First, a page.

Sheriff’s not releasing names of deputies under investigation

Officers can get up to 5 percent pay raise with higher degree
By: Penne Usher Gold Country News Service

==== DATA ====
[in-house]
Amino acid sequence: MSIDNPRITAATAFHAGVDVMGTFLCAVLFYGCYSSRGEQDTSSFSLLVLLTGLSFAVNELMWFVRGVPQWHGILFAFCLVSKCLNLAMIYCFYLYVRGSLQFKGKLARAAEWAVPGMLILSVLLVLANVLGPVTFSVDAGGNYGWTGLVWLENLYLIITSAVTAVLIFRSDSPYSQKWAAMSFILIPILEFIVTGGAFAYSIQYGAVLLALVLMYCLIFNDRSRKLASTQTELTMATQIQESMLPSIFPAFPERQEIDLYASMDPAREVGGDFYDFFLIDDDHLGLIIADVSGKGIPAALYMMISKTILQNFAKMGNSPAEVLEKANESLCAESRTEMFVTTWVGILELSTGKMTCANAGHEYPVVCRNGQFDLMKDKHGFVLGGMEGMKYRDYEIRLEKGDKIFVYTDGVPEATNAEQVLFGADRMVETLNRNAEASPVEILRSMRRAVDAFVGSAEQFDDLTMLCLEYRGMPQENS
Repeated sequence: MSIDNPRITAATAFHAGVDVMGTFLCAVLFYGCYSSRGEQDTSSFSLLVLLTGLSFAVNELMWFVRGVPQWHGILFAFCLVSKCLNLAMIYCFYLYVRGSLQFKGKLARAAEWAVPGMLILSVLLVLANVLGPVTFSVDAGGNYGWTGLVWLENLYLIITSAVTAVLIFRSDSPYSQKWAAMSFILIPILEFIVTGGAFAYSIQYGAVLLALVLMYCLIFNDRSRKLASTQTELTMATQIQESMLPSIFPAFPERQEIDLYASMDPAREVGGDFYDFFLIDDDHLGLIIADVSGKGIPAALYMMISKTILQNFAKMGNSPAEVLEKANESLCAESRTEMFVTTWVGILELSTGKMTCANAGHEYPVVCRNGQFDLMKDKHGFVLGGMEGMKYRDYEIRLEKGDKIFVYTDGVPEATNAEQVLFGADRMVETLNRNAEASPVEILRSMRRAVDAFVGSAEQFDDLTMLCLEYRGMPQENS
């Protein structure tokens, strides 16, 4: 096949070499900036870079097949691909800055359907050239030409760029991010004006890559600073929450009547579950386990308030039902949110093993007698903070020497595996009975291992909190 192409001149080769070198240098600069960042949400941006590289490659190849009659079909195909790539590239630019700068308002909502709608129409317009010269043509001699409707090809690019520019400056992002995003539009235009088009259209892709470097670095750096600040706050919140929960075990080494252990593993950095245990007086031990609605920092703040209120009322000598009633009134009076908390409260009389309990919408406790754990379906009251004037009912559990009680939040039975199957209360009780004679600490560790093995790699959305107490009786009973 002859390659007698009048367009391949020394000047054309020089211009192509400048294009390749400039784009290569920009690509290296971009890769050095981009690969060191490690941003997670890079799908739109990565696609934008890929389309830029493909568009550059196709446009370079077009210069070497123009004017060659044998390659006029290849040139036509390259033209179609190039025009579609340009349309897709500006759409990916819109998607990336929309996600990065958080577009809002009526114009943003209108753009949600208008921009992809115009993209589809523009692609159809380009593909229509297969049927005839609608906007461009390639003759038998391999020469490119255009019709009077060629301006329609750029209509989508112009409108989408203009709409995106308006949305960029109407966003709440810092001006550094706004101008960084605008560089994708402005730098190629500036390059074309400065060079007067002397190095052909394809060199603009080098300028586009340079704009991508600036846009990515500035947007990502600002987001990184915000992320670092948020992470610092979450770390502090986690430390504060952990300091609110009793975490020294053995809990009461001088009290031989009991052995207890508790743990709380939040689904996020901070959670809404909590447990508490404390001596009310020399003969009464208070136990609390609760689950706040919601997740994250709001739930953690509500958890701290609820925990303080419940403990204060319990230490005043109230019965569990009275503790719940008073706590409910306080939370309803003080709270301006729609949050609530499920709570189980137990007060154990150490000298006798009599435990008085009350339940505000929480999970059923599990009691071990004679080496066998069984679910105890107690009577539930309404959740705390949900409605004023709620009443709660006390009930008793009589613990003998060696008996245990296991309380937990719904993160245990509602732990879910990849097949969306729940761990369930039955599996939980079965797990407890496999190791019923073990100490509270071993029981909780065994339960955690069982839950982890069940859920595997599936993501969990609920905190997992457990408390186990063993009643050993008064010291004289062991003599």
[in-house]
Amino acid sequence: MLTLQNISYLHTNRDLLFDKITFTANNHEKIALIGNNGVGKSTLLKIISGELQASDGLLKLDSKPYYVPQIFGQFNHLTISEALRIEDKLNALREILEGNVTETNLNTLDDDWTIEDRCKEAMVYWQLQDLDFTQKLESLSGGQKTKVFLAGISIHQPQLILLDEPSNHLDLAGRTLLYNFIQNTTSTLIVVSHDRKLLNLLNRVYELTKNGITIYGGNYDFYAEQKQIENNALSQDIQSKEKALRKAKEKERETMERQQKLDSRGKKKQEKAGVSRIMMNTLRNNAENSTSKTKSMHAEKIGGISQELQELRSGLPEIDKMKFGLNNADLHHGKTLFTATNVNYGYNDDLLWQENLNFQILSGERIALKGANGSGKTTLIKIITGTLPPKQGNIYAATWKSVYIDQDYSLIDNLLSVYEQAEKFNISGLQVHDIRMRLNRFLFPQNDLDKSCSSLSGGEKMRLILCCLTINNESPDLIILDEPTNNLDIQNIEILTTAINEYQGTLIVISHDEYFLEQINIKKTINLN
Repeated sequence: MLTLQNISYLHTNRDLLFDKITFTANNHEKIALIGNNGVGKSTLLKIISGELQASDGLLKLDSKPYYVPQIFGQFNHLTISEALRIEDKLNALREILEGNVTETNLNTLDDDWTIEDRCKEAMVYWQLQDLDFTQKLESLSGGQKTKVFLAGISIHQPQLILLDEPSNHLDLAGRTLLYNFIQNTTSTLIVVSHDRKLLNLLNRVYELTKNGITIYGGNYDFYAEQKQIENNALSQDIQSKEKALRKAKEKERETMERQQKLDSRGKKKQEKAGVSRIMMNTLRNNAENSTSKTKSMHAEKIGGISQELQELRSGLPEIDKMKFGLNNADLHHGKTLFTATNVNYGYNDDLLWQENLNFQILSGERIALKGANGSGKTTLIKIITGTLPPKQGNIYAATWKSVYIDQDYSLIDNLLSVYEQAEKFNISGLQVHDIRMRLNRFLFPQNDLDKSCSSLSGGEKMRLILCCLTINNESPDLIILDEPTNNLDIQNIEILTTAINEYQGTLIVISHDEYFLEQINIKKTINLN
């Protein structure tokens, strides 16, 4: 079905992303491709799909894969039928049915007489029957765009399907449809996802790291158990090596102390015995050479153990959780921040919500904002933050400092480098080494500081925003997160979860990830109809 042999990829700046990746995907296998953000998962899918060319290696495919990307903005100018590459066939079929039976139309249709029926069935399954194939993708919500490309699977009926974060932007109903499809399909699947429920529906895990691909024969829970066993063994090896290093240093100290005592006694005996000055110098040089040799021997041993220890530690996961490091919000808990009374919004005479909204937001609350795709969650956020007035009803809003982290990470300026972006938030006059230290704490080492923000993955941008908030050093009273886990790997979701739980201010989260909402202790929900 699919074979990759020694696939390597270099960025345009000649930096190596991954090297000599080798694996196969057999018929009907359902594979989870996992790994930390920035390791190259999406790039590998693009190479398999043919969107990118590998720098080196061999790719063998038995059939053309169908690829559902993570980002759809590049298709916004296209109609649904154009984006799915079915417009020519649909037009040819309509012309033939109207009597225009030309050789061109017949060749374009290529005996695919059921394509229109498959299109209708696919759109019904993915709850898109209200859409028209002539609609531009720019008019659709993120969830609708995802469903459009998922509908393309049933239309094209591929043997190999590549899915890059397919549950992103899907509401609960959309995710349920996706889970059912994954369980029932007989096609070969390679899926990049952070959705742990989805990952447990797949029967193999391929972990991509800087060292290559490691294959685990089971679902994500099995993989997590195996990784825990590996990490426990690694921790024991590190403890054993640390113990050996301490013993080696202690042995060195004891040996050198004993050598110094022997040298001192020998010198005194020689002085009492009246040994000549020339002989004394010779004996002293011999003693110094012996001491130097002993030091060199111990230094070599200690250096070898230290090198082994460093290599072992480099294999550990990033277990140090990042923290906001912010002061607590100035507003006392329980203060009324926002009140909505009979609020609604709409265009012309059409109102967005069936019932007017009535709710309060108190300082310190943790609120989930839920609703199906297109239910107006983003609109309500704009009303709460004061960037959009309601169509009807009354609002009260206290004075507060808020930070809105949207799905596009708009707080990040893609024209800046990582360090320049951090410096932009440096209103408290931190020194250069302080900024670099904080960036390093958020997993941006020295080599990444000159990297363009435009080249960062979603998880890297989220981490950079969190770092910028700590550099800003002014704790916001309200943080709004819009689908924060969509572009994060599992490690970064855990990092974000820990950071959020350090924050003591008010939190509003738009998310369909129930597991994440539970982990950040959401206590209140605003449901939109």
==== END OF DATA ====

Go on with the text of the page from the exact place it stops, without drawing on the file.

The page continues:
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The El Dorado County Sheriff’s office is looking into allegations that five of its own uniformed officers used unaccredited education sources found on the Internet to qualify for higher pay. Former El Dorado County Sheriff candidate Stan Perez dropped out of the race earlier this year after his educational credentials were called into question, causing the department to scrutinize its entire force’s records, Sgt. Jim Byers said. Byers said Wednesday in a phone interview that he was not at liberty to disclose the names of the employees in question. “They have rights and there are policies in place that prohibit me from talking about the case,” he said. “I can’t release any more information than we already have.” Byers said he was not privileged to specifics of the investigation and did not have the names of the universities where the employees received their degrees. “As this is a personnel matter the names and ranks of the involved employees are not being released and further information will not be forthcoming pending the outcome of the investigation,” he said. Sworn officers can qualify for pay increases based on obtaining higher education degrees. “Deputies and sergeants receive a 2 percent pay increase for an A.A. and a total of a 5 percent increase for a B.A. or B.S.,” Byers said. Ranks of lieutenant and above receive only the 5 percent increase for a four-year degree and no education incentive for an associate’s degree. Dixie and David Finkel, both of Shingle Springs, said they found it hard to believe that an officer (let alone five) would knowingly misrepresent their education. “Maybe they didn’t know that their degrees were from an unaccredited school,” Dixie Finkel said. “I really don’t want to think that an officer of the law would intentionally do something like that for a few dollars.” Her husband agreed. “We have good officers up here,” David Finkel said. “It’ll surprise me if it turns out to be they did this on purpose.” The Human Resources division for the county sets the policy for what is and what is not considered an accredited institution, Byers said. “I can’t speak for Human Resources, but we will be reviewing our policy and procedures to see if anything needs to be changed,” Byers said. In February candidate Stan Perez dropped out of the race for El Dorado County Sheriff amid questions of his educational claims. Perez claimed in political literature that he attended La Salle University where he received a degree. He received educational incentive pay from the California Highway Patrol. La Salle University in Philadelphia had no record of his degree or enrollment. Perez’s schooling is relevant because he received advanced educational pay from the CHP. College credits were required for the pay raise.